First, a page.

1988 Pa. case is model for death penalty foes

Defense fumbled, prosecutors cheated

March 28, 2002|By Todd Richissin | Todd Richissin,SUN NATIONAL STAFF

ALLENTOWN, Pa. - Thirteen years have gone by since the young Counterman boys died when fire curled through the family's rented house. All that time, their father, Dennis Counterman, has sworn to anybody who will listen that he did his best to save them.

"I promise, I tried to get them out," he said recently in a prison waiting room. He paused, used a chubby index finger to push thick glasses higher on his nose. "I promise, I loved them boys."

But at a trial that was the talk of this Lehigh Valley community, prosecutors painted a picture not of a devastated father but of a heartless monster, an arsonist who burned his own little boys alive. A jury convicted Counterman of premeditated murder and voted to sentence him to be executed by lethal injection for the deaths of Christopher, 6, James, 4, and Scott, barely 10 weeks old.

What the jurors didn't know was that the portrayal of Counterman - in fact, most of the case against him - was created by the misconduct of prosecutors, according to a judge's ruling that reversed the convictions. Lehigh County Judge Lawrence J. Brenner, who heard the evidence at a post-conviction hearing in 2000, labeled the conduct "unethical" and ordered a new trial.

Now, despite plans by prosecutors to try Counterman again, foes of capital punishment believe he could be the 100th death row inmate in the country to be exonerated since a 1972 U.S. Supreme Court ruling forced states to rewrite their death penalty statutes to make sure they were fairly applied.

Among the problems at the trial cited by Brenner: Prosecutors not only withheld evidence but actively altered it. A statement by Counterman's wife that she awakened him after the fire began - supporting his contention that one of the boys must have accidentally started the fire - was whited out from papers handed to defense attorneys before the trial.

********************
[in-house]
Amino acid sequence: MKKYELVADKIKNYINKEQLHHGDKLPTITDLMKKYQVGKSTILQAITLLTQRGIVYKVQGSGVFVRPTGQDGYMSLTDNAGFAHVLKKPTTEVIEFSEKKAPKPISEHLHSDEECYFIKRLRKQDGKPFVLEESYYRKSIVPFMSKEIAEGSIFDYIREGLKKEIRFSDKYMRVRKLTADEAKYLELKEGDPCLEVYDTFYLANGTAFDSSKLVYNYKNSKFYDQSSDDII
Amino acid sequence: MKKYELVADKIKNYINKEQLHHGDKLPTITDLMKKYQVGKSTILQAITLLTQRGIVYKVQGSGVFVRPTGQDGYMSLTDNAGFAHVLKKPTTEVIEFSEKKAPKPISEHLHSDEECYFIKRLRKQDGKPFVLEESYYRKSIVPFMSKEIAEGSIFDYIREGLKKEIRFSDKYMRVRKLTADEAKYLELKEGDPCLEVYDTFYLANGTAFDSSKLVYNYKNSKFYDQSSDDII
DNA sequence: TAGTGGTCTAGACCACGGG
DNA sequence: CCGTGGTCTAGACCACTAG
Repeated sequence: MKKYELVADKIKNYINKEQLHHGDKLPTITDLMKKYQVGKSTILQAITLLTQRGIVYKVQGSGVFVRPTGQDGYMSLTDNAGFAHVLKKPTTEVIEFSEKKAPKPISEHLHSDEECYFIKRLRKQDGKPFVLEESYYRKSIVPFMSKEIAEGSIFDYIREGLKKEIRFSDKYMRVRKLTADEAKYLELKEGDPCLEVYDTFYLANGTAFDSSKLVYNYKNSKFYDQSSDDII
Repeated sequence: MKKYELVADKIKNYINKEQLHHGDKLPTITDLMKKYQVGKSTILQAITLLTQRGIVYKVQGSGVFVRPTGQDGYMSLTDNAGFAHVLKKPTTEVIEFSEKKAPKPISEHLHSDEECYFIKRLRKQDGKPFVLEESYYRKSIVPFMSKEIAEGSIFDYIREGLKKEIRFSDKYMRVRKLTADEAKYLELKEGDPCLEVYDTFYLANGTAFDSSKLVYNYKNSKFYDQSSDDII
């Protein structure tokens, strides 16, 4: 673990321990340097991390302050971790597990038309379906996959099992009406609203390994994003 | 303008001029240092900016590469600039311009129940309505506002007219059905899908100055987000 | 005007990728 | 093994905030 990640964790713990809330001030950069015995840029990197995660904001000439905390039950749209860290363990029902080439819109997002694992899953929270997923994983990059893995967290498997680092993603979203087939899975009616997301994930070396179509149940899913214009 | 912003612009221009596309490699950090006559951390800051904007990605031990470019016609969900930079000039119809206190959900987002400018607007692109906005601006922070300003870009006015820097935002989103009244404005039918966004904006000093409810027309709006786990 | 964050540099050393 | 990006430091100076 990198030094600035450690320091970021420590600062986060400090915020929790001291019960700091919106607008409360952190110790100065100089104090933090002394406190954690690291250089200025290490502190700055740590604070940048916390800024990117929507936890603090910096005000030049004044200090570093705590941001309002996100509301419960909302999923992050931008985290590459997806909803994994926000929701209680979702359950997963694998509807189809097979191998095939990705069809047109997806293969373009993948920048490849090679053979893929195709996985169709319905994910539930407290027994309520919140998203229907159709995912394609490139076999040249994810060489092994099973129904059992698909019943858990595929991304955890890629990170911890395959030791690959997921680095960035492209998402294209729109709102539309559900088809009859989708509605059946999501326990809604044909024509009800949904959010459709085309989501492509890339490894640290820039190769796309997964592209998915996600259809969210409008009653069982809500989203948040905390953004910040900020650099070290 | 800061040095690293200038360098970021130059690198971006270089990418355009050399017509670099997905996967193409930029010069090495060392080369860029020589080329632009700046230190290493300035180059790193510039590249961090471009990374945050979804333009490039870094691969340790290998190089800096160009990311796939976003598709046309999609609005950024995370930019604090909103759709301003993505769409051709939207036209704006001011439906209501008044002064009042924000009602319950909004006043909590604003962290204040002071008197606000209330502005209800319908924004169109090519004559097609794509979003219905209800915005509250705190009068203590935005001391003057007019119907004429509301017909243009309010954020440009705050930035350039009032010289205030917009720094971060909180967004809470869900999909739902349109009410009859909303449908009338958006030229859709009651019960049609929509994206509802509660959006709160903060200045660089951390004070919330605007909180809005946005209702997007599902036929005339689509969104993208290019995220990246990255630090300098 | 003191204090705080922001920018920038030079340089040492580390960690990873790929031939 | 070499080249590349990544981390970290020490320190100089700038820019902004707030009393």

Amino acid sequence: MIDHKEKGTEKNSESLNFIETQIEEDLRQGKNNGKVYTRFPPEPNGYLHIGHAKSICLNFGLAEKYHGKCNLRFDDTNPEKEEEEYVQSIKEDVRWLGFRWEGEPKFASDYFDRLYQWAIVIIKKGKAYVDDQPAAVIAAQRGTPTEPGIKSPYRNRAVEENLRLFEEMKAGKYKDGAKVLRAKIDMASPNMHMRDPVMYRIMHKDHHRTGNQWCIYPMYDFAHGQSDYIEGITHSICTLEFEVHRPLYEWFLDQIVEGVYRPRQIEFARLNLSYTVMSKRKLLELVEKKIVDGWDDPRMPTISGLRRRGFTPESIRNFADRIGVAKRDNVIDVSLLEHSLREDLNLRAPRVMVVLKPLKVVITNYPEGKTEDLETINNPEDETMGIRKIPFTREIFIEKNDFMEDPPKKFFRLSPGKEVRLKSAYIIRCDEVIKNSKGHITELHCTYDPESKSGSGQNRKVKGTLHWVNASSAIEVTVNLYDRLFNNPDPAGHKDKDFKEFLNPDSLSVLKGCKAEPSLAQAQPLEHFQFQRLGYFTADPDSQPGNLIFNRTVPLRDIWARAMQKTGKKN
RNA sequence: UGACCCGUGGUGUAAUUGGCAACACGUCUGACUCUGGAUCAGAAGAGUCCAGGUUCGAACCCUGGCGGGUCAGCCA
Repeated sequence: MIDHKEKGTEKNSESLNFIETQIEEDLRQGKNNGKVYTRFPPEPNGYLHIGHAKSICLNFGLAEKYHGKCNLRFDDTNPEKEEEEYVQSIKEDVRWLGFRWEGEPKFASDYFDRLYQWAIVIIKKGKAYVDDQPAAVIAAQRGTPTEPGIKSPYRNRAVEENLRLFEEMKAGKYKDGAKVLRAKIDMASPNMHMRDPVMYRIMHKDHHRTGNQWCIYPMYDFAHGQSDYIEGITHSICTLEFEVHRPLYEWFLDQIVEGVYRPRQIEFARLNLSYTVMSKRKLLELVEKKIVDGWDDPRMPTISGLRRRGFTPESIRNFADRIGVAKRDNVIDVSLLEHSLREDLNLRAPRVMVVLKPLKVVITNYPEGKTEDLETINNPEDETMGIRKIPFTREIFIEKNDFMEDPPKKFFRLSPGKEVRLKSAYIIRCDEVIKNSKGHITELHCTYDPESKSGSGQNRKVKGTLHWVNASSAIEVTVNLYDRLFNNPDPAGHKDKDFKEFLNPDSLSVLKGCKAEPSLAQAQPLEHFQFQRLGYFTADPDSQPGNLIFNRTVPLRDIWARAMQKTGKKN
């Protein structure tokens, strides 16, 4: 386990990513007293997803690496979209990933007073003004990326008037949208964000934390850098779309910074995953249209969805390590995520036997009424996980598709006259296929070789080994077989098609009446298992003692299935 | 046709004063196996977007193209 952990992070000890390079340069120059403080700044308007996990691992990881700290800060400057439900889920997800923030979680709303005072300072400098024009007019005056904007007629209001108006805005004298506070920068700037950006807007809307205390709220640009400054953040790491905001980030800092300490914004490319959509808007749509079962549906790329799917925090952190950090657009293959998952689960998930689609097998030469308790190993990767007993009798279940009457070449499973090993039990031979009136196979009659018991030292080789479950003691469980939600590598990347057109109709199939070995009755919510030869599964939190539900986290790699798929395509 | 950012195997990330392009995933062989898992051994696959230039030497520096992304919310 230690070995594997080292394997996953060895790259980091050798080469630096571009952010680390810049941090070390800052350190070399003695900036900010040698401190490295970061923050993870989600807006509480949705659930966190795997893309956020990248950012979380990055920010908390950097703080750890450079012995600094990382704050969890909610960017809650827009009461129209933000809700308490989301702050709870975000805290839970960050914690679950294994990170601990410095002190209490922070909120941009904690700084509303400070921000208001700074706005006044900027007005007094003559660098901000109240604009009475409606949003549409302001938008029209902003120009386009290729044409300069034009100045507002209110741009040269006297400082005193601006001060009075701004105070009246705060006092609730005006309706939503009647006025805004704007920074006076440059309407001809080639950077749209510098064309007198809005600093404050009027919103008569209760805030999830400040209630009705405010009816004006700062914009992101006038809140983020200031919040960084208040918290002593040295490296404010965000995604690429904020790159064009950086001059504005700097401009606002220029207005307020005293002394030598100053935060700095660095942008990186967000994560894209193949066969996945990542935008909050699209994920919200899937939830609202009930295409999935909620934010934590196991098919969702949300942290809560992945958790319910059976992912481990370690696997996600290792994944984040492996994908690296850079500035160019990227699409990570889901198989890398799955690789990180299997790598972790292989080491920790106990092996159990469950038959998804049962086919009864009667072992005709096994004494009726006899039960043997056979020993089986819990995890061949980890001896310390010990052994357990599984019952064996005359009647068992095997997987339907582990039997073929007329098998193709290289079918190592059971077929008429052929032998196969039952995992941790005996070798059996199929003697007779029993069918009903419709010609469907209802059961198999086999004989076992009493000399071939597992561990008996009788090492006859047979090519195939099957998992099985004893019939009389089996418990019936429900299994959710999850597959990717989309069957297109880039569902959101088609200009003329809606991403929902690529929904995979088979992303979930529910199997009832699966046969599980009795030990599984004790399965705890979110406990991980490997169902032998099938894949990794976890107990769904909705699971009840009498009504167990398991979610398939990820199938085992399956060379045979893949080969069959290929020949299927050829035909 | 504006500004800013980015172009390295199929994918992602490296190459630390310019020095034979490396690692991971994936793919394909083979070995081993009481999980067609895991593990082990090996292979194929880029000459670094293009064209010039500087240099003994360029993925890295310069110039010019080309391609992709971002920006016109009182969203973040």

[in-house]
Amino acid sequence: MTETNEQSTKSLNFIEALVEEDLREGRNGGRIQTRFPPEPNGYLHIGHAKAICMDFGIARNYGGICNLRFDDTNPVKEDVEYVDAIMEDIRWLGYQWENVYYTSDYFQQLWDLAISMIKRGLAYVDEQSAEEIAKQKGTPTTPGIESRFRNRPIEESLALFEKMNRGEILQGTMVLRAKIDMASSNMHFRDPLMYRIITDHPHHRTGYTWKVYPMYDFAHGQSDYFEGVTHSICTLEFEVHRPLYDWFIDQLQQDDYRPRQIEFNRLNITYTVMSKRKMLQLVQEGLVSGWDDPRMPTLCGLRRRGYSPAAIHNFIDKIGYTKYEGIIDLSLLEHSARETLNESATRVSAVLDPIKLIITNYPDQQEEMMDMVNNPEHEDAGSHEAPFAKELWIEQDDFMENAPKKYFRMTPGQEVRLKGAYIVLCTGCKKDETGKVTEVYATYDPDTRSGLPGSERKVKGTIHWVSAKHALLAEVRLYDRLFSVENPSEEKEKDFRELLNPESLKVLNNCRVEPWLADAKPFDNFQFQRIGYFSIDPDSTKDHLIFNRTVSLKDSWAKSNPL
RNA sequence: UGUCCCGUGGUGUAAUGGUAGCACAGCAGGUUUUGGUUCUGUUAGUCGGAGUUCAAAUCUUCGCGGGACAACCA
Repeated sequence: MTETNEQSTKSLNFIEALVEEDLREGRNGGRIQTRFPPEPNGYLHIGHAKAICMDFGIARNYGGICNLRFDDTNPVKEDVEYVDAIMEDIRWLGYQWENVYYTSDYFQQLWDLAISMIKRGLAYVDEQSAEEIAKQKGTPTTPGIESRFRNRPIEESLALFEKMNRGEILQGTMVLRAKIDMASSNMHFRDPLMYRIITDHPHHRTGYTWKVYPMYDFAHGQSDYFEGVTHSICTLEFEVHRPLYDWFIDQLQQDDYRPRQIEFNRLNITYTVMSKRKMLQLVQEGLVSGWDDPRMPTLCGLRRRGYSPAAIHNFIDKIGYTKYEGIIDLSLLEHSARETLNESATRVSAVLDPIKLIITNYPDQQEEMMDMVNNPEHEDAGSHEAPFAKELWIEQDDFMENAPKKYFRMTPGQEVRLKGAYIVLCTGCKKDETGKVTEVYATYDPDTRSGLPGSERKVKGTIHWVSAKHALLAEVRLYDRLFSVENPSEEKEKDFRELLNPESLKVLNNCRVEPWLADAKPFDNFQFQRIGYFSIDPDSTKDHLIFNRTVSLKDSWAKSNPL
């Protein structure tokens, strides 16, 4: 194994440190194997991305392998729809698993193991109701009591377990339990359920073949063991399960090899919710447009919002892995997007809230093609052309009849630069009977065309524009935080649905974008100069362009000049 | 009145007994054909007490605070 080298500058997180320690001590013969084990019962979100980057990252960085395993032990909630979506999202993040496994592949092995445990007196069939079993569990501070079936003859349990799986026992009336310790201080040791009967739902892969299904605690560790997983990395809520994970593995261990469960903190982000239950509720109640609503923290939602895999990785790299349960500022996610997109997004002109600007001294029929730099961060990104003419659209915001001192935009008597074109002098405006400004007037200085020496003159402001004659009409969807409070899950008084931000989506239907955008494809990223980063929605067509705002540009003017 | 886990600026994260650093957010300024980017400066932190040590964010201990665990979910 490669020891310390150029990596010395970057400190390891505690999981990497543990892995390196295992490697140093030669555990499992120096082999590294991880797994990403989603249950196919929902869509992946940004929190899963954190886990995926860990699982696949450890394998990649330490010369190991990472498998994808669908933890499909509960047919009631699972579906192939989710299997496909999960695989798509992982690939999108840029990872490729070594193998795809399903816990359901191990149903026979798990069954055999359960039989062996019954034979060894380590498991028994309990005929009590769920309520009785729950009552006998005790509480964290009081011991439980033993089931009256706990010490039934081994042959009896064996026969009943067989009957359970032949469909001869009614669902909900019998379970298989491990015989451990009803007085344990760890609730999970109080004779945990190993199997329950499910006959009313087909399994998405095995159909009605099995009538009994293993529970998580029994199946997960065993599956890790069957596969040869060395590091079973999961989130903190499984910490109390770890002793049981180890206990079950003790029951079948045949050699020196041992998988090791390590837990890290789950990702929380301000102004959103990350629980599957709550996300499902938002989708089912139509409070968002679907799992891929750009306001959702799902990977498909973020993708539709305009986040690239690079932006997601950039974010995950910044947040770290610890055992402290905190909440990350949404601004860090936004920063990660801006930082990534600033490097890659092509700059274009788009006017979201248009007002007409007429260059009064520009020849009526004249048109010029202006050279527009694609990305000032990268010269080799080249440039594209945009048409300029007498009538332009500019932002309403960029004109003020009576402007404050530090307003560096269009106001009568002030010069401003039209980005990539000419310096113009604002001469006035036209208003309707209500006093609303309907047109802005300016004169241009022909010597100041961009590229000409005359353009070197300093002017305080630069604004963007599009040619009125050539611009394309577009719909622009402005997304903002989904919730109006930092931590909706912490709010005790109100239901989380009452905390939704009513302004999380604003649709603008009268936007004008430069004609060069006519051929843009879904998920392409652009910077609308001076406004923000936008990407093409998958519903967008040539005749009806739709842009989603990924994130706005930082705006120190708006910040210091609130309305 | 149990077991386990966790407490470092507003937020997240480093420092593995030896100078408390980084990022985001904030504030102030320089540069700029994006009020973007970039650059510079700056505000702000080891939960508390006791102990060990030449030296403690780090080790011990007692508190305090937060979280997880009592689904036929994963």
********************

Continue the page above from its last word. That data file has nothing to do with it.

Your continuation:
And, the judge found, the prosecution suppressed evidence that two of the boys had a history of playing with matches, more evidence supporting the father.

The prosecution prevailed, in part, because Counterman's two-person defense team was unable to mount an adequate defense of their client, the judge found. One of the defense lawyers had graduated from law school just eight months before the trial.

Because of cases like Counterman's, where an innocent person might be executed, the death penalty is now under siege around the country.

Since capital punishment was reinstated in 1976, 22 people in Florida alone have been sentenced to death only to have their convictions reversed.

While a majority of Americans support executions, several polls show public support for the death penalty decreasing from about 80 percent to about 60 percent over the past 18 months.

In Illinois, Gov. George Ryan, troubled by irregularities in numerous capital cases, declared a moratorium on executions. At least a dozen state legislatures are considering moratoriums.

In Maryland, where 15 people are on death row, Lt. Gov. Kathleen Kennedy Townsend said last week that if a study being conducted by the University of Maryland shows that the death penalty in the state is flawed, she would support a moratorium, should she become governor.

Counterman's case shares many of the elements that led to convictions being set aside in the 99 previous cases: an indigent defendant with limited intellect and defense attorneys unprepared to contend with either police or prosecutorial misconduct.

"Death penalty cases like this are at a whole different level than your everyday cases and are more - not less - prone to mistakes and misconduct," said Robert C. Dieter, executive director of the Death Penalty Information Center, based in Washington.

"Life and death are at stake, and both sides get so invested in winning because of the attention from the public and the media that there's little backing off and a lot of doing whatever it takes to win."

Dudley Sharp, a spokesman for the pro-death penalty group Justice for All, based in Houston, blames the media for focusing on mistakes made in death penalty trials. As a result, he said, "the public's perception of the number of innocent people sentenced to death is unreasonably high."

Nevertheless, he argued, death is the right penalty for many heinous crimes, and a majority of the public still agrees. "Abolitionists have been writing the death sentence for the death penalty for 40 years," he said. "This is not the end of the death penalty."

While cases like Counterman's, in which guilt is in doubt, have received more attention than perhaps ever before, questions about the appropriateness of the death penalty even for the guilty are being raised more and more.

Five states decided in 2001 to ban the execution of the mentally retarded, and the U.S. Supreme Court has agreed to consider banning such executions nationwide. Last week, it heard a Tennessee case that could make it easier for appeals to be won because of ineffective lawyers.

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